Health Wellness

The essential guide to stretching properly

Stretching is a crucial part of your workout routine. But did you know that stretching also helps maintain flexibility?

Why is stretching important?

Whether you’re 22 or 62, flexibility is essential for maintaining a fit and mobile body. Having flexible muscles ensures that you can easily accomplish daily activities and prevent injuries.

If you have inflexible muscles, your body could be pulled out of its natural alignment. Engaging in physical activities with inflexible muscles can also force your body to use compensation patterns if your mobility isn’t sufficient for certain tasks.

Some people are “naturally flexible” due to genetics or lifestyle habits. For example, being a physically active or sedentary child can affect your flexibility as you age. As an adult, your job and how often you exercise also affect your flexibility.

But even if you’re a couch potato or a gym buff, stretching properly and regularly will benefit your overall health.

Stretching may help reverse long-term bad postural habits like kyphosis and hyperlordosis, especially if your job requires you to sit in front of a computer for hours in a day.

Kyphosis refers to a hunchback posture that shortens your chest muscle. The condition, also called roundback, occurs when your spine in the upper back is excessively curved.

The thoracic region of the spine (upper back) has a natural slight curve. If you have kyphosis, the natural arch of your upper spine will be larger than normal.

Once you develop this condition, you may have a visible hump on your upper back. When viewed from the side, your upper back will look very rounded or will protrude. You will look like you’re slouching and your shoulders will seem noticeably rounded.

Kyphosis may result in pressure on the spine, which causes pain and discomfort. You may also experience breathing difficulties because of the pressure on your lungs. Stretching through the chest and shoulders can help relieve the discomfort caused by kyphosis.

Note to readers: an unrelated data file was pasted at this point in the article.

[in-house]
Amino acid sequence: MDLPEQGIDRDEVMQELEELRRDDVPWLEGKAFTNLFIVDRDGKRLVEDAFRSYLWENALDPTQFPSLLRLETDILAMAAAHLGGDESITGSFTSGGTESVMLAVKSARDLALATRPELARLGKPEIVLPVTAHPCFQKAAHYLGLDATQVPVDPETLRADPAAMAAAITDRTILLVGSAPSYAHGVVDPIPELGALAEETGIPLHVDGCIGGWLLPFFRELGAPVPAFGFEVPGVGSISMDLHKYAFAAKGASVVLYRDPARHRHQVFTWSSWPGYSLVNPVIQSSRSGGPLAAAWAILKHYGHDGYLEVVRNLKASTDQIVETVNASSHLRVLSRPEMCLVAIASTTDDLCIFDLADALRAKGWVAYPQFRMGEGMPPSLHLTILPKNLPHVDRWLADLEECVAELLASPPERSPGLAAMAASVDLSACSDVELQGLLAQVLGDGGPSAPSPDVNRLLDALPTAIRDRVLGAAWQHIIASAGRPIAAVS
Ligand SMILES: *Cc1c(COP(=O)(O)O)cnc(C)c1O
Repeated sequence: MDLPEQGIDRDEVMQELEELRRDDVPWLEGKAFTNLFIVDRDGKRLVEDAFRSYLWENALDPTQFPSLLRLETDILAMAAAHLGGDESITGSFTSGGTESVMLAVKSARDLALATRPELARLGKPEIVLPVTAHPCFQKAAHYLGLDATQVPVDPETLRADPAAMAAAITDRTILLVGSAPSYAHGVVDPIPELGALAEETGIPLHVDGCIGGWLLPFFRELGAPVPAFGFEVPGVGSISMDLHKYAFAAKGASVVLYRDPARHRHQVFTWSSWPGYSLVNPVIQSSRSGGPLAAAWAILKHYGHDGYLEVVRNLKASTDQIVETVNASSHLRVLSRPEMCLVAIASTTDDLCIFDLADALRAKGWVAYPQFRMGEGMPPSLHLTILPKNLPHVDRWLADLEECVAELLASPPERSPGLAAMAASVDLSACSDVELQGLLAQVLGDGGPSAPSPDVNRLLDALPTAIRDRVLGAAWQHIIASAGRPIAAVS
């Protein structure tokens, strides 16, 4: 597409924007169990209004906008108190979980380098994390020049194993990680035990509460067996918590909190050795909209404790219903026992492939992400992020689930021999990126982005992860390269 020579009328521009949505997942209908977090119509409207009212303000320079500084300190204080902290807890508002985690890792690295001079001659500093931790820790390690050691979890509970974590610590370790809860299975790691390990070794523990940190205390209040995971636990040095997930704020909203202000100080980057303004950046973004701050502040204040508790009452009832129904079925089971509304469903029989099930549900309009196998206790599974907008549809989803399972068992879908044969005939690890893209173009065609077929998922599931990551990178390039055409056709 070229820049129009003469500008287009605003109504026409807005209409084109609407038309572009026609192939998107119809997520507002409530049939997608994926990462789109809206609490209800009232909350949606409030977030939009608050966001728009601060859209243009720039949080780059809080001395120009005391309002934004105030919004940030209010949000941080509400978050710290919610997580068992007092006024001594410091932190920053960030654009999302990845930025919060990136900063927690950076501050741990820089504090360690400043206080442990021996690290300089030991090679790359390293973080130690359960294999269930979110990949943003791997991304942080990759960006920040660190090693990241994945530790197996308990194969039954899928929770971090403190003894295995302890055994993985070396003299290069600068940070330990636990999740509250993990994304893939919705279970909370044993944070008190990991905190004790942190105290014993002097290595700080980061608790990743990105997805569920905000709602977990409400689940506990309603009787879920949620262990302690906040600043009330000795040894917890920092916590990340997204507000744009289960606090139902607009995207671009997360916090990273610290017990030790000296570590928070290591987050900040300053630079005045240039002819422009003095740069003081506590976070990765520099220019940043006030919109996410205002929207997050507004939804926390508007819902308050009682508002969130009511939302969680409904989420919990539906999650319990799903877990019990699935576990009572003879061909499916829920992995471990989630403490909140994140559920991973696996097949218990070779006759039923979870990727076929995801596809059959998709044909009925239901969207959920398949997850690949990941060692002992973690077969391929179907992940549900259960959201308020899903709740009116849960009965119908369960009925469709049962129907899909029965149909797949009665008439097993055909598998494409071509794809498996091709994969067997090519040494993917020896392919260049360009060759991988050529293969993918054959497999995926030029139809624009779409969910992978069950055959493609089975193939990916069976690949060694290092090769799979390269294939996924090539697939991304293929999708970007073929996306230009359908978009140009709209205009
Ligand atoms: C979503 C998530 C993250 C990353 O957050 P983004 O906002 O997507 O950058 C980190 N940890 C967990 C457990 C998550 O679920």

On the other hand, if you have hyperlordosis or swayback, you have an excessive inward curve in your lower back. Hyperlordosis may also cause discomfort, which you can address by properly stretching tight back muscles.

Stretching is recommended for those with bad posture since fixing your alignment will help your body move and feel better. Additionally, stretching will make your workouts more effective since you will be able to easily access the correct muscles needed for optimized training. (Related: Maintaining wellness: The importance of stretching and staying limber.)

Stretching dos

If you’re unsure where to start, follow these tips for proper stretching.

  • Target and prioritize tight muscles. Do specific stretches for these areas.
  • Stretch consistently. Stretch at the end of each day for about 10 minutes.
  • If you have a desk job, set an alarm for every four hours at your desk. When the alarm goes off, carefully stretch your chest and neck.
  • Use deep breathing every time you stretch. Focus on making the stretch longer, not deeper.
  • Continually engage your abdominals. Think of the alignment of your hips and make them as square as possible.
  • Do your stretches in a comfortable position to avoid over-stretching.
  • After you workout, use static stretches where you hold each position for 10 to 30 seconds.
  • Stretching will help delayed-onset muscle soreness (DOMS). Stretching consistently can help increase blood flow to muscles, hasten recovery time, and relieve muscle soreness.

Stretching don’ts

Avoid these stretching mistakes to prevent injuries.

  • Never stretch in the morning without warming up.
  • Don’t overstretch or hold a pose for over 30 seconds at a time.
  • Never hold your breath while stretching. Doing this increases tension in the area you’re trying to relax and release.
  • Don’t relax your abdominals when stretching. It is best to be actively stretching and holding your body in proper alignment.
  • Don’t stretch an injured area, unless you’ve been advised to do so by your physician.

Try these stretches to keep your body flexible and limber.

Hip flexor stretch

  1. Start in a kneeling position, then straighten your back leg. Lift the heel off the floor then place the opposite hand on the floor.
  2. Twist to open your body into that front leg, lift your arm, then look toward the ceiling.
  3. Hold the pose for 30 seconds, then repeat on both the right and left.

Side stretch

  1. Start with one leg extended to the side, then tuck the other leg in across your midline.
  2. Side-bend over the extended leg while keeping the shoulders in a stacked position.
  3. Hold the pose for 30 seconds, then repeat on both the right and left.

Stay flexible and address bad posture by stretching regularly.

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